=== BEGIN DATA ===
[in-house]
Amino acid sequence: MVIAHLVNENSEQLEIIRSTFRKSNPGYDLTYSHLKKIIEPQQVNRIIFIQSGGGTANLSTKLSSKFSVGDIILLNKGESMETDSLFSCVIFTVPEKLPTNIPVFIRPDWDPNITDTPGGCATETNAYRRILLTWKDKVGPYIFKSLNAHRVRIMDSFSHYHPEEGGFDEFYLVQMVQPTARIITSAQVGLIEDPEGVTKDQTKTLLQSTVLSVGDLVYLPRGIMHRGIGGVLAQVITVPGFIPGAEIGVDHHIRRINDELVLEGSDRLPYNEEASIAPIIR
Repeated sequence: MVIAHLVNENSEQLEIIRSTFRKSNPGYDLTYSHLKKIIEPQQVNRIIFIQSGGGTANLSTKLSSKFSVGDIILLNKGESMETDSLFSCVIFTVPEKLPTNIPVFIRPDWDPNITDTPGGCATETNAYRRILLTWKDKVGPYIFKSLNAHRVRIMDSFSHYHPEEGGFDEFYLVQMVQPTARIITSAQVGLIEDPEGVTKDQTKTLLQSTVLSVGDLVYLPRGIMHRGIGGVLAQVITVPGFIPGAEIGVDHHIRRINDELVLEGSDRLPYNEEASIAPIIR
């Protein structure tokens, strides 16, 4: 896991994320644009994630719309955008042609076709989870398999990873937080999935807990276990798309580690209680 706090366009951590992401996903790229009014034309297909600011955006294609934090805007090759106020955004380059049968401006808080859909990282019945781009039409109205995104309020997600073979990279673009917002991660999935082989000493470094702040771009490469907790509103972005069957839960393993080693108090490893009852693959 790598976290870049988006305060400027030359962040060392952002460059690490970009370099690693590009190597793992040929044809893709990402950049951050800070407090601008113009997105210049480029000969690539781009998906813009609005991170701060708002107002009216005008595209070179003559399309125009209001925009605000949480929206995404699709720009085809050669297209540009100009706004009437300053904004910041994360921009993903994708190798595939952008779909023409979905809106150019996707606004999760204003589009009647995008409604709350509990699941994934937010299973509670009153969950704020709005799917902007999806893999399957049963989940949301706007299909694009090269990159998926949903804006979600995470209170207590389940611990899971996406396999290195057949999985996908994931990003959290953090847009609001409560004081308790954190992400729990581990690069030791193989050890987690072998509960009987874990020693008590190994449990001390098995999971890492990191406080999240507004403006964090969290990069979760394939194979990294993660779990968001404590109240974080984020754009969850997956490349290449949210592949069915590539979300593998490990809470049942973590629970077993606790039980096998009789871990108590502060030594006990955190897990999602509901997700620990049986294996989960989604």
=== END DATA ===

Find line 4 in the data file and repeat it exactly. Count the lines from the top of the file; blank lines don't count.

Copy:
């Protein structure tokens, strides 16, 4: 896991994320644009994630719309955008042609076709989870398999990873937080999935807990276990798309580690209680 706090366009951590992401996903790229009014034309297909600011955006294609934090805007090759106020955004380059049968401006808080859909990282019945781009039409109205995104309020997600073979990279673009917002991660999935082989000493470094702040771009490469907790509103972005069957839960393993080693108090490893009852693959 790598976290870049988006305060400027030359962040060392952002460059690490970009370099690693590009190597793992040929044809893709990402950049951050800070407090601008113009997105210049480029000969690539781009998906813009609005991170701060708002107002009216005008595209070179003559399309125009209001925009605000949480929206995404699709720009085809050669297209540009100009706004009437300053904004910041994360921009993903994708190798595939952008779909023409979905809106150019996707606004999760204003589009009647995008409604709350509990699941994934937010299973509670009153969950704020709005799917902007999806893999399957049963989940949301706007299909694009090269990159998926949903804006979600995470209170207590389940611990899971996406396999290195057949999985996908994931990003959290953090847009609001409560004081308790954190992400729990581990690069030791193989050890987690072998509960009987874990020693008590190994449990001390098995999971890492990191406080999240507004403006964090969290990069979760394939194979990294993660779990968001404590109240974080984020754009969850997956490349290449949210592949069915590539979300593998490990809470049942973590629970077993606790039980096998009789871990108590502060030594006990955190897990999602509901997700620990049986294996989960989604």